Twenty Four and At the Door – My Afternoon at DRC

My wife and I tucked our daughter into bed last night, our evening’s ritual resulting in our collapsing on the couch as we gathered our reading materials and flipped a coin to select our delivery menu for dinner.  We wouldn’t change our routine for the world, for these are the times in our life that are most precious to us, these are the years we cling to as we watch our little M becoming her own self.  We elected Chinese take out on this Thursday night, my wife settled in to her chic-lit novel and I re-engaged my new, most favorite book – the book my wife bought me for Valentine’s Day – a book by Alice Feiring.

When I read the pages of Feiring’s book I experience something truly surreal.  I have traveled so many of the exact same roads, met so many of the exact same people, tasted so many of the exact same wines – and shouted from so many of the exact same mountain tops.  So many times my writings to the few who read my newsletters and blogs have contained the same passionate expletives concerning the direction of wine and the business that I elected as my career path more than 25 years ago.  When I read this woman’s words, I can very nearly literally imagine myself in a balloon, floating above her as she stands in these vineyards and as she tastes wines and as she shakes her head in front of the vultures of the commercial wine industry.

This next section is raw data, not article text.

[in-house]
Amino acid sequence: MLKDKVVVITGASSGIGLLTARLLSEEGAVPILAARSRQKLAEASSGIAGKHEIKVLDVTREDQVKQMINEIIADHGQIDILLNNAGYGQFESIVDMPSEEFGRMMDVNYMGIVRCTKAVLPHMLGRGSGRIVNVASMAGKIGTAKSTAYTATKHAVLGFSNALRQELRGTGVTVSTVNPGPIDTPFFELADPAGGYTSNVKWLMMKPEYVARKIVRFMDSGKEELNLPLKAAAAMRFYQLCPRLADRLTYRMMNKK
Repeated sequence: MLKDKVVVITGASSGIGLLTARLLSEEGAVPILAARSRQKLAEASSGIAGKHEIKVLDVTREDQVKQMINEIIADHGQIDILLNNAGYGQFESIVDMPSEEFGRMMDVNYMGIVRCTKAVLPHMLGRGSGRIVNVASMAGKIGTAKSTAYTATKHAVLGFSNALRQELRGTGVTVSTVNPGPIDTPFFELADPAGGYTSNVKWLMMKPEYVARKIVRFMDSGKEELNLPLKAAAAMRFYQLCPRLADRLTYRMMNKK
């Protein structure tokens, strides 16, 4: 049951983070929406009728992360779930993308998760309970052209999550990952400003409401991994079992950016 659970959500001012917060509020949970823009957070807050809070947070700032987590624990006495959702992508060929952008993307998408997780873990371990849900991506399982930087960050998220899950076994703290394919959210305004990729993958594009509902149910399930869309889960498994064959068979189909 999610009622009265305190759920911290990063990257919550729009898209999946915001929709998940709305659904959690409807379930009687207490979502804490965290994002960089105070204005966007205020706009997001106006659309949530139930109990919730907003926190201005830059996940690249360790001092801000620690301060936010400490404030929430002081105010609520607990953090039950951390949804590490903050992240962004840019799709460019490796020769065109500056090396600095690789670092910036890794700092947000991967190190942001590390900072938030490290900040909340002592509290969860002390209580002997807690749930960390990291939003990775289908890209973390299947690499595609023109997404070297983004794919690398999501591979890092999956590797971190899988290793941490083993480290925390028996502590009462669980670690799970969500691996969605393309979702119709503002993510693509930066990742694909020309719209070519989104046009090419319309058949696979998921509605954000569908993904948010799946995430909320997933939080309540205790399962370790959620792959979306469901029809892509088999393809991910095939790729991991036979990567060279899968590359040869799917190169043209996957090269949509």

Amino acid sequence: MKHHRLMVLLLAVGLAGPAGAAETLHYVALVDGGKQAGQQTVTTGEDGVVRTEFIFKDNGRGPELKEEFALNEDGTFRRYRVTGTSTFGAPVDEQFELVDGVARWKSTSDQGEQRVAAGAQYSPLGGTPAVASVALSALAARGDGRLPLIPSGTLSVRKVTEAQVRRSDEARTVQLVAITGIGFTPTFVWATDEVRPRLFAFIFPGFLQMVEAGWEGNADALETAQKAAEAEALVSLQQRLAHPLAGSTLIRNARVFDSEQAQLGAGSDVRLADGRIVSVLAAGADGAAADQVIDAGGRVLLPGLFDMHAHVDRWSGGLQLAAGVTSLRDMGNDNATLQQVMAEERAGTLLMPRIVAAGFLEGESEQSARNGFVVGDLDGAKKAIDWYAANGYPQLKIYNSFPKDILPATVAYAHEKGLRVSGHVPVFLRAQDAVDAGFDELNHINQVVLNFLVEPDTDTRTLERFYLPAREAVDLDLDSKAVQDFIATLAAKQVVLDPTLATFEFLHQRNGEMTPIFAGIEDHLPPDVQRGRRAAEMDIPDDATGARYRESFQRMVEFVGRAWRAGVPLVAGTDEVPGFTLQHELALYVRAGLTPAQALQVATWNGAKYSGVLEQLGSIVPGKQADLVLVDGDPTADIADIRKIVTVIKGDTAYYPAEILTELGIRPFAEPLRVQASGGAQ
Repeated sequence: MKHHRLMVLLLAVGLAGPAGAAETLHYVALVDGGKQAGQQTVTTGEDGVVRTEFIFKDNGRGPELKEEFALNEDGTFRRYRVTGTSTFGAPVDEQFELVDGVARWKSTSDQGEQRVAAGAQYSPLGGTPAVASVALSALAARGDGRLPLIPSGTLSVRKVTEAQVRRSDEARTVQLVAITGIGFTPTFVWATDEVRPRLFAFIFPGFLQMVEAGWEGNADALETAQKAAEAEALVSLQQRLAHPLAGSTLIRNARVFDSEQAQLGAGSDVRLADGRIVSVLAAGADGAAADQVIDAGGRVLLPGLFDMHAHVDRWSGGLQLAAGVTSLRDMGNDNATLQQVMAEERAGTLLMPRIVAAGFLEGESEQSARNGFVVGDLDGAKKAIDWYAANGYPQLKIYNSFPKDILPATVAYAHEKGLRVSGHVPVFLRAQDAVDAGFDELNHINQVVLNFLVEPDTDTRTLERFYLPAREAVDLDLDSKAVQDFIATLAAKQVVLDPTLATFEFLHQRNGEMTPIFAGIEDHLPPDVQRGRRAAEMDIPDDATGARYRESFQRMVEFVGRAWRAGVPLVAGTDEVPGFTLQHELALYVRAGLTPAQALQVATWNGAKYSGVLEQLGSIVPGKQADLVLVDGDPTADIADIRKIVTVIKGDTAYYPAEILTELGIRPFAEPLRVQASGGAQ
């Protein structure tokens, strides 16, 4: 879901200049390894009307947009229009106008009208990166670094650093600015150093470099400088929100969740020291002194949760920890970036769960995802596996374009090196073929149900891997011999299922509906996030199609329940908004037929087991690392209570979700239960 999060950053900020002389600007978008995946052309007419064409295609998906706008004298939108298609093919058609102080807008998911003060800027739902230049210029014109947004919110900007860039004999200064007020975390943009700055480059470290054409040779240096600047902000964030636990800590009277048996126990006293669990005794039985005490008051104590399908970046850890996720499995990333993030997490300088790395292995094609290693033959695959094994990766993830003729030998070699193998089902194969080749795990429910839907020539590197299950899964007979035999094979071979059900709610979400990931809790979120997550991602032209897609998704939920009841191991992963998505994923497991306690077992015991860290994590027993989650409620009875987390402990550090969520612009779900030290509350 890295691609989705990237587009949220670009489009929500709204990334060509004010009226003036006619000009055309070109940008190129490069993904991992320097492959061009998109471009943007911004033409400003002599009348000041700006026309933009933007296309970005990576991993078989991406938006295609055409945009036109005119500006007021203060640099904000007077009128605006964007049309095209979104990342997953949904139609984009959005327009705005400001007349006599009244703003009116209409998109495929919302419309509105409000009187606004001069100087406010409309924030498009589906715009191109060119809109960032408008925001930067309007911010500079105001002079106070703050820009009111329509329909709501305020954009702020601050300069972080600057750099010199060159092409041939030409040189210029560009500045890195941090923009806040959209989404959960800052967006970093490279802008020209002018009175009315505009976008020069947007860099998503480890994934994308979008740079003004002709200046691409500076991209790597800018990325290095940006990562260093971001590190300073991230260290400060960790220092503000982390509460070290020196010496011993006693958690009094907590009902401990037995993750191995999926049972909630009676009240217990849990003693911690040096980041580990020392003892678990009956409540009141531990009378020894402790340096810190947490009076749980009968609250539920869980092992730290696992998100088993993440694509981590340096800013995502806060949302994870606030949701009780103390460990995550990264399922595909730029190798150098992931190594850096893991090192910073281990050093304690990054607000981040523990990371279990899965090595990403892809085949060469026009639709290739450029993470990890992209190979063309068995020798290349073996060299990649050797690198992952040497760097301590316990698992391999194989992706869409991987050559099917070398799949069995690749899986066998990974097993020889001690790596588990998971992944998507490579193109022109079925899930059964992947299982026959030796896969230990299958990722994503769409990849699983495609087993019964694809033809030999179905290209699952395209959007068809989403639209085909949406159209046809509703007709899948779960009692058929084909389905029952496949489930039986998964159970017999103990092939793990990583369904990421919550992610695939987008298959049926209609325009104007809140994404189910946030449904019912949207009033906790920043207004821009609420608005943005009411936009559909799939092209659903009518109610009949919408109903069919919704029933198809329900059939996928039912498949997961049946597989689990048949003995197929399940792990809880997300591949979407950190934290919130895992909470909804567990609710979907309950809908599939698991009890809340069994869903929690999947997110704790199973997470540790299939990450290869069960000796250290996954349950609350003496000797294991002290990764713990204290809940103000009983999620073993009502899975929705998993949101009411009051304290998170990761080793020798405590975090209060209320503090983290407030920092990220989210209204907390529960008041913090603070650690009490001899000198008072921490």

I read with great glee into the wee hours of the morning on this particular Thursday night, as the clock in the kitchen rang mid-night, as the next chapter beckoned me.  My vinous soul-mate had now captured me for at least another half hour as she ushered me into the story of her relationship with yet another of my heros: Becky Wasserman.  Any person who has ever known me is keenly aware of my affection for the Queen of Burgundy.  I’ve written of The Woman and her wines for many years, publicly offering my thoughts with the launching of my blogs at the start of this year.

It was Becky’s wines, and those of Kermit Lynch, that fostered in my palate, at the ripe old age of nearly 18, a never-to-die love of the juice of Burgundy.  It would be those precious wines that would find me saving every extra dime I could muster to sponsor my more than a dozen trips to the Cote D’Or over my career.  So passionate for the wines from Gevrey to Santenay had Becky unknowingly made me that I found myself spending 2 harvests in Pernand Vergelesses just to understand this land’s terroir even better.  For all my time here, the gracious Paul Cadieu presented me with a framed diploma, something I’m proud to hang on my wall, even if few understand its merit.  So one may understand that reading the pages, discovering that Wasserman and Feiring are friends, well, it gave me joy – and great hope for my future.

Reading those pages also brought back the glorious April of 1990.  I was working for one of the giants of the liquor industry, finding my footing, and the company paying my salary was a major client of Wilson Daniels.  Just prior to that April, over the Christmas holiday preceding, I had sold so much wine for the company – Burgundy to be precise, thank you – that I had found myself in the company of one Mr. Haas, the son of the owner of yet another powerful Burgundy import company, this one called Vineyard Brands.  I had familiarized myself with “lucky’s” brands – Gouges, Mongeard-Mugneret, and others – and had been selling them to my customers in a frenzy.